Information-Centric Networking (ICN). This is an important direction in networking research that aims for the networking infrastructure to work directly with information objects instead of just performing end-to-end communication. This can make in-network storage, multiparty communication and publish/subscribe generally available without needing dedicated systems such as peer-to-peer overlays. An important question being addressed in this research is whether an ICN architecture can enable new kinds of applications that are too complex for traditional networks. The abilities that ICN can provide may be crucial for the Flagship goal of a fully elastic Internet. The tensions between ICN and peer-to-peer clouds (as mentioned above) should be resolved in the Flagship.

Challenges in data processing and machine learning

Scalable and elastic computing power and data storage is not sufficient for real-world computing. It should be complemented with algorithms that are adequate for handling the high volumes of data and the elastic nature of the infrastructure. Typically, current systems for scalable databases are only able to answer relatively simple queries. Breakthroughs in several fields are needed for performing real-world tasks with real-world data. These fields include algorithmic complexity (where recently some first successes are seen on matching patterns in large highly connected networks), scalable data stores, and problems related to scale and complexity in machine learning.

Computational tractability. For some classes of problems, solving them does not scale well with the problem size. This is the case for the so-called NP-hard problems. Nevertheless, throughout the last decades, steady progress has been made towards better and faster algorithms, both from a asymptotic complexity point of view (e.g. with fixed parameter tractability algorithms) and practically (with clever heuristics, which however in several cases need to be altered when the problem size is increased with orders of magnitude). Further progress is needed on each of these fronts. Moreover, further effort is needed to exploit these algorithms in reasoning engines.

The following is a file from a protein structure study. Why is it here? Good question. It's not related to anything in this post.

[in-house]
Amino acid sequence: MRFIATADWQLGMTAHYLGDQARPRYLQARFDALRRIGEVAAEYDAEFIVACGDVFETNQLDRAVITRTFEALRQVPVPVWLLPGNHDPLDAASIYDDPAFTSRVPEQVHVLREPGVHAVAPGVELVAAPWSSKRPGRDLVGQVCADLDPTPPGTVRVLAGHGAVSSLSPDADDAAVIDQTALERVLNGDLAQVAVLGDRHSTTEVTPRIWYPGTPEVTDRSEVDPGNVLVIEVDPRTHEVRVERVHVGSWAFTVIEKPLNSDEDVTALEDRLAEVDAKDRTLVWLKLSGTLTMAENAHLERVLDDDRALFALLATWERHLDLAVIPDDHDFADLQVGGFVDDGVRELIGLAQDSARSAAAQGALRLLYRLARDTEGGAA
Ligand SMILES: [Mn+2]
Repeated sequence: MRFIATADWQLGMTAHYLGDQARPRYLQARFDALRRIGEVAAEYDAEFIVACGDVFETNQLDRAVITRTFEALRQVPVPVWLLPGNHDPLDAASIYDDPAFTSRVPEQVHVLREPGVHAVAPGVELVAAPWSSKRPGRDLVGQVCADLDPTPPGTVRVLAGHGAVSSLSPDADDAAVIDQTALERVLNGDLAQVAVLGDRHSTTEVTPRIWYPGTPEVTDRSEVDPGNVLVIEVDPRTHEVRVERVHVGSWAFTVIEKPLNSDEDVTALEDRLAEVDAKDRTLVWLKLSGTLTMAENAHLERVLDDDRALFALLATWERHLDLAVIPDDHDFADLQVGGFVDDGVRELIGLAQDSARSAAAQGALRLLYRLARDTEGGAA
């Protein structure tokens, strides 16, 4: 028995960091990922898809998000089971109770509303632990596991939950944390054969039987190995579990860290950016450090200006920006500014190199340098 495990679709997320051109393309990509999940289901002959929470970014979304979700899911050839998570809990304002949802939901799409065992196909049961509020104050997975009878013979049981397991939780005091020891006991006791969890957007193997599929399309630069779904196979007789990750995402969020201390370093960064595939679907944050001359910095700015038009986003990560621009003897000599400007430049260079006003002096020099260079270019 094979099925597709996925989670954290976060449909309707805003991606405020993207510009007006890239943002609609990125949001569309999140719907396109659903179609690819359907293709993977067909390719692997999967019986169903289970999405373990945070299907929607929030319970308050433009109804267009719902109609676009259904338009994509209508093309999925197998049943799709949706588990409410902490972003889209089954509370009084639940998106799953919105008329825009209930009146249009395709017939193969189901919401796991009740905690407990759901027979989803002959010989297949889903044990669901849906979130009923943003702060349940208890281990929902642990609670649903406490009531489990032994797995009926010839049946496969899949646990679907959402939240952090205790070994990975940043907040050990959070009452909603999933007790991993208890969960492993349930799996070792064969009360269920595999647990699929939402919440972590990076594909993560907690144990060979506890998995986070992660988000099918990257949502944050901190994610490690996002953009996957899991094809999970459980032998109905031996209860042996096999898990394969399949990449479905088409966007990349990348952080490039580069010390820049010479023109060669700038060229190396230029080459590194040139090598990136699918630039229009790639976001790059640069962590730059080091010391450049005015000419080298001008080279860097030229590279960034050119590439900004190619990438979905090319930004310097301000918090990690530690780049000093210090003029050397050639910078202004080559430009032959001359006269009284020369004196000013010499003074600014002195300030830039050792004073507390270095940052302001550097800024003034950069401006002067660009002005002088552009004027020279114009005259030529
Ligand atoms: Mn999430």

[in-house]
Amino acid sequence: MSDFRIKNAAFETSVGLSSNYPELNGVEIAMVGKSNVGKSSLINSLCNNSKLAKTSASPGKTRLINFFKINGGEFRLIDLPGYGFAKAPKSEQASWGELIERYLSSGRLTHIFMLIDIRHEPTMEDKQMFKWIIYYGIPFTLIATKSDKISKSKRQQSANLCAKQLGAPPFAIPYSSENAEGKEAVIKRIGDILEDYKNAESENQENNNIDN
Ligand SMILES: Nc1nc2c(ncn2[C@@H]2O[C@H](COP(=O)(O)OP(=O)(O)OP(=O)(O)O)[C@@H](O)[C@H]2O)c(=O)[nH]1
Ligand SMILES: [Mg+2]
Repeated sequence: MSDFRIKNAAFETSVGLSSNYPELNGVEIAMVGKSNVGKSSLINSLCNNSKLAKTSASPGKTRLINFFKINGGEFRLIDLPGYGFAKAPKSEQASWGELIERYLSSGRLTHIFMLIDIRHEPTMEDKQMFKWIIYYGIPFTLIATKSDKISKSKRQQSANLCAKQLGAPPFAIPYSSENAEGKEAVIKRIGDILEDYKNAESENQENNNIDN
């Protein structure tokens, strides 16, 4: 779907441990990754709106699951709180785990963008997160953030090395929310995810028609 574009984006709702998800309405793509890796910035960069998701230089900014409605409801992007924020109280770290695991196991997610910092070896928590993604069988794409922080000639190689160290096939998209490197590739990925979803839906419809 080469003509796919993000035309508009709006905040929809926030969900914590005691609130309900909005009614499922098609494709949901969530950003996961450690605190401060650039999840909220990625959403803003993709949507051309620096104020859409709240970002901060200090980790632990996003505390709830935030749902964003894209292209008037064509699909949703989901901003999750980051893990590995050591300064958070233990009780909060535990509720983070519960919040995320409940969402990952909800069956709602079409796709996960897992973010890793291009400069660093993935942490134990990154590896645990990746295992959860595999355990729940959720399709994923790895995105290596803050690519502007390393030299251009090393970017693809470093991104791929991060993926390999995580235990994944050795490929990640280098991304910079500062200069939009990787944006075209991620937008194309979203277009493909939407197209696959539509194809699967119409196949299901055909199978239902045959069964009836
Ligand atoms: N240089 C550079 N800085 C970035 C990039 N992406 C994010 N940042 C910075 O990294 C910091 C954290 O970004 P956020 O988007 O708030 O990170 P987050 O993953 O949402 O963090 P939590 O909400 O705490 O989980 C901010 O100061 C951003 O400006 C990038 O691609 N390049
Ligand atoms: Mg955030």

The curse of dimensionality. Machine learning has made enormous progress in the last 20 years, but there are still many unsolved problems. For example, a perennial problem in machine learning is called "the curse of dimensionality". The basic problem can be summarized as follows. The space of possible behaviors or features that must be learned is of extremely high dimensionality. The meaning of "extremely high" is a function of time; with today's advanced algorithms it means several tens of thousands of dimensions. The data samples are vectors in this high-dimensional space. For example, images such as faces are very high dimensional. To successfully learn from this data, ML algorithms must reduce its high dimensionality to a lower-dimensional set of crucial features. Paradoxically ML is a victim of its success: as higher and higher dimensionalities can be handled successfully through more sophisticated techniques, the demand for handling even higher dimensionalities increases [VER2003]. As handling of faces becomes more sophisticated and takes into account more detail, they are considered as having more and more dimensions.

Large-scale machine learning. There are two orthogonal "scales" in machine learning: the size of the data set (number of samples and size of each sample) and the size of the result space (e.g., number of features in a classification problem or number of actions in a reinforcement learning problem). The latter leads to the curse of dimensionality discussed above. Large scale machine learning focuses primarily on handling the former, i.e., data set scalability, using parallel and distributed computing. The NIPS 2009 Workshop on that topic has made predictions for the next decade [LSL2009]. Currently only a limited number of computational paradigms are efficiently parallelized (e.g., Google's MapReduce, Yahoo!'s Hadoop, Microsoft's Dryad, and streaming architectures such as Yahoo!'s S4). The workshop organizers predict that we will see a convergence of systems technologies and suitable algorithms over the next decade and that it is highly likely that within a decade all widely used machine learning algorithms will be parallel. This trend is expected to play a major role in the Flagship.